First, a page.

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Bargain auctions offer Istanbul consumers more bang for buck

China Daily | Updated: 2019-02-26 09:15

Auctioneer Ali Tuna (right) shows a clock to the audience at an auction house in Istanbul's Balat district on Feb 3. OZAN KOSE/AGENCE FRANCE-PRESSE

ISTANBUL - "Going, going, gone!" resonate the enticing chants of auctioneers in the narrow streets of a trendy Istanbul neighborhood, fascinating onlookers who are surprised, not so much by the fast pace of the bidding, but by the prices in such economically troubled times.

Auctions may have a reputation for being the staid preserve of the wealthy to joust politely for rare collectibles or master paintings that can go for millions of dollars.

But this is not the case in Balat, a historic neighborhood on the shores of the Golden Horn estuary frequented by tourists and locals alike who enjoy the hipster cafes and historic churches.

Here, secondhand objects, from used furniture to toys, go for knockdown prices.

Istanbul doesn't have a tradition of jumble sales, although there are secondhand shops.

But, about five years ago, low-price auction houses began to spring up in Balat, giving residents another way to rid themselves of unwanted goods.

And with shop prices rising as the Turkish lira has tumbled, losing nearly 30 percent of its value against the dollar last year, the auctions offer a welcome alternative.

Auction houses now regularly pack in the crowds, and for many, it is their first time.

"I came here for a walk with my son but when I heard the chant and saw the sign that it is free to join, we popped in out of curiosity to see what an auction looks like," said Murat, a man standing in front of the cashier, having won the bidding for a laser pen for his son at 10 lira ($2).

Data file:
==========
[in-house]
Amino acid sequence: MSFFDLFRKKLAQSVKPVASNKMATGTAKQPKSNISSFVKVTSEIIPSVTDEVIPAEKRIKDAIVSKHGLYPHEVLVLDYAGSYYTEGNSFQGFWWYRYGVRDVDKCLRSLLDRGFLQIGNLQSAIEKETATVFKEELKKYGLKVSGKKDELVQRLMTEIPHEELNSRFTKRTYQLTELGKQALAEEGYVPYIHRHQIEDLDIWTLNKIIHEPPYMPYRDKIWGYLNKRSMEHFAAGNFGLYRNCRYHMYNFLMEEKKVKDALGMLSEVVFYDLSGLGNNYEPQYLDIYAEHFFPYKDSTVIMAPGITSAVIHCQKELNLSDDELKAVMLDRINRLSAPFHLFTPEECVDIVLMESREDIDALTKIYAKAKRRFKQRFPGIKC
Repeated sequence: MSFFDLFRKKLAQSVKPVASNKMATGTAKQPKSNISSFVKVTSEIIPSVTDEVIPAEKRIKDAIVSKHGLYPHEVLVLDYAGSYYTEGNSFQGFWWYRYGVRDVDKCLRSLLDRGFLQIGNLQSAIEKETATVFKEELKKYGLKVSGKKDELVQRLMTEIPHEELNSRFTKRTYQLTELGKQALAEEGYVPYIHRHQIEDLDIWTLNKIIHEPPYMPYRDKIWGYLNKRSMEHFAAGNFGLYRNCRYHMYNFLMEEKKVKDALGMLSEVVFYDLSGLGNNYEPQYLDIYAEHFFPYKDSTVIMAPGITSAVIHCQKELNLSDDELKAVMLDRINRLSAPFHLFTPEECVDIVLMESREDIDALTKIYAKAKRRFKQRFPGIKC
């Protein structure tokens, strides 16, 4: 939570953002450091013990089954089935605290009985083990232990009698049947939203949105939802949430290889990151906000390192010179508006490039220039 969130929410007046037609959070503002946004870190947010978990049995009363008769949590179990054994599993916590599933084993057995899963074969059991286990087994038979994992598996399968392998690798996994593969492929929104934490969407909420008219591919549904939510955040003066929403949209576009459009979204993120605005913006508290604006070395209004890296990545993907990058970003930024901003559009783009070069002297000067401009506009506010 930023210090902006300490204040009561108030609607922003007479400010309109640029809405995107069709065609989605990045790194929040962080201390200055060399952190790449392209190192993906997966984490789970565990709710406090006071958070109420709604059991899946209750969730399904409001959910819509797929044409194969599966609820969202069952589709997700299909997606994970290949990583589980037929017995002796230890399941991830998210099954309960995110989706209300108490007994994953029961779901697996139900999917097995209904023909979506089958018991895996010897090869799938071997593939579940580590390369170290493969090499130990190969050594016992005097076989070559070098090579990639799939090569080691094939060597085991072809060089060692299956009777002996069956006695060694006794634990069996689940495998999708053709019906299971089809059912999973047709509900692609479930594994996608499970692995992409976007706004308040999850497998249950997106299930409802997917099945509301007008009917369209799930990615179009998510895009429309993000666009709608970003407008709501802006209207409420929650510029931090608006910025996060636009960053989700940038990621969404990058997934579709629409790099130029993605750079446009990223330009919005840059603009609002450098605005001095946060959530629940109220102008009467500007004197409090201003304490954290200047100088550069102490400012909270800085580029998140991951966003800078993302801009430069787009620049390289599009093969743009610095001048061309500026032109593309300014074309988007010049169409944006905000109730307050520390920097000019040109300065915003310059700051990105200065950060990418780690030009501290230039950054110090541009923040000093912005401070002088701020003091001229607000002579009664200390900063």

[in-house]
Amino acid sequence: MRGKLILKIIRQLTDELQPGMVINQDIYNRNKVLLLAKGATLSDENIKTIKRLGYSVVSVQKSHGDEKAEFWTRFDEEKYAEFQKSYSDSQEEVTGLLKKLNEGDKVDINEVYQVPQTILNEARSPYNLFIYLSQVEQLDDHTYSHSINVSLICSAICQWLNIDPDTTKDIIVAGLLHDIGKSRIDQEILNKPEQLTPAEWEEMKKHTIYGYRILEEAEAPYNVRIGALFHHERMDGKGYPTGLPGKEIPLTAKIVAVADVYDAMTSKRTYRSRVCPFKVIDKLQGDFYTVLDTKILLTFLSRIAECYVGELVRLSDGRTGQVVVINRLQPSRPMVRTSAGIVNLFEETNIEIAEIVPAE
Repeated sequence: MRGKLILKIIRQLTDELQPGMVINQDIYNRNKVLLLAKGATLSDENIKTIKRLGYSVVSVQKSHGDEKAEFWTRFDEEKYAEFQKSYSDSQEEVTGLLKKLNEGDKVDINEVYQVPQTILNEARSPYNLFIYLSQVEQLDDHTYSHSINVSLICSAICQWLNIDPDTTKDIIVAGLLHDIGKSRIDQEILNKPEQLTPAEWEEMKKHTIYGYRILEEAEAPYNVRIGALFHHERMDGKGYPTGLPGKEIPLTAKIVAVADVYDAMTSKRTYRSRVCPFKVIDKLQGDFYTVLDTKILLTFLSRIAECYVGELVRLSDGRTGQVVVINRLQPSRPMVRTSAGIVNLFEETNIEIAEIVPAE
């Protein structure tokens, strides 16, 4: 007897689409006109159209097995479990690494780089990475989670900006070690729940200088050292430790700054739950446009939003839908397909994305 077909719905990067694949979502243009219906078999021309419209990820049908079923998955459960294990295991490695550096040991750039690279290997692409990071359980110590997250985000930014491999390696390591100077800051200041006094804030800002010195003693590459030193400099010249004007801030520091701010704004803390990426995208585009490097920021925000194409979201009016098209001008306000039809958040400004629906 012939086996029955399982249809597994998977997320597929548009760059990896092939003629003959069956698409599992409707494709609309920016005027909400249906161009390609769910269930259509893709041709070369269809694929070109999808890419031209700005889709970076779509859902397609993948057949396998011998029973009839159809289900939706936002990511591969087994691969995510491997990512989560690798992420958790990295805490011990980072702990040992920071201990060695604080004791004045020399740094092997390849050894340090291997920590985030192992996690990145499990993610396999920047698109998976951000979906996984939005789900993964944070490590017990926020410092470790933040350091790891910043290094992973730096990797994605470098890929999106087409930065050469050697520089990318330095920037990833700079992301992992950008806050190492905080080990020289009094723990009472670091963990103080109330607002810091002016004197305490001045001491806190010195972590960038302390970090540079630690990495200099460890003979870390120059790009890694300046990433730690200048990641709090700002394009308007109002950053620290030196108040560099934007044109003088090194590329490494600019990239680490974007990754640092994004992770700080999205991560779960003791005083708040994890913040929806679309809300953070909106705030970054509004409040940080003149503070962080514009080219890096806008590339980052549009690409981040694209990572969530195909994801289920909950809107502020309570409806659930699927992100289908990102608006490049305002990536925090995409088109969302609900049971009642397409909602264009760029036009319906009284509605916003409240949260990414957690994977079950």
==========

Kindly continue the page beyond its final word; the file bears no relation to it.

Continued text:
"I have never been to an auction before. I always thought it is for rich people.

"I really like the ambience here. It was quite fun and the prices are very reasonable.

"I will definitely come again," he said.

'Dynamic ambience'

The auction houses go all-out to create an experience that draws people in.

Auctioneer Ali Tuna invites those who hesitate at the door to come in and take a seat.

Cracking jokes to put people at ease, Tuna banters with the audience like a standup comedian.

Wearing a black fedora style hat and a clip-on microphone, he skillfully describes every item to the crowd, walking it around to give people a closer look, be it a simple pen, dagger or silver mirror.

"I must keep the ambience dynamic," said Tuna. "I cannot let the energy die down."

To some, "the guy with the hat" is half the reason for coming back.

"You meet different people, some are coming to satisfy their appetite for antiques and some merely for five-penny items," said Tuna.

An entertaining atmosphere, almost like a show, is important to the business model.

As the commission charged for selling bargain items is low, the houses need to auction a large volume of goods, so having a room packed with clients is critical.

Some auction houses double as cafes, adding to the attractiveness of the atmosphere and provide organizers with another revenue source.

"It's really fun here," said Hulya Sahin, a middle-aged woman.

"I join the auctions as a social activity."

Then there is the excitement of bidding, and getting a good deal.

"Ten lira, 10, but I am looking for 15, now 20, now 35, 40 and 50," Tuna chanted with increased tempo, holding up a blue Ford model car.

"It was very competitive," remarked Nil Su, a university student, who paid 50 lira to get the model for her younger brother.

"I could have bought it at a much lower price but for that man," she said, smiling, as she pointed to an older man sitting in the front row who kept raising the bid.

Agence France-presse

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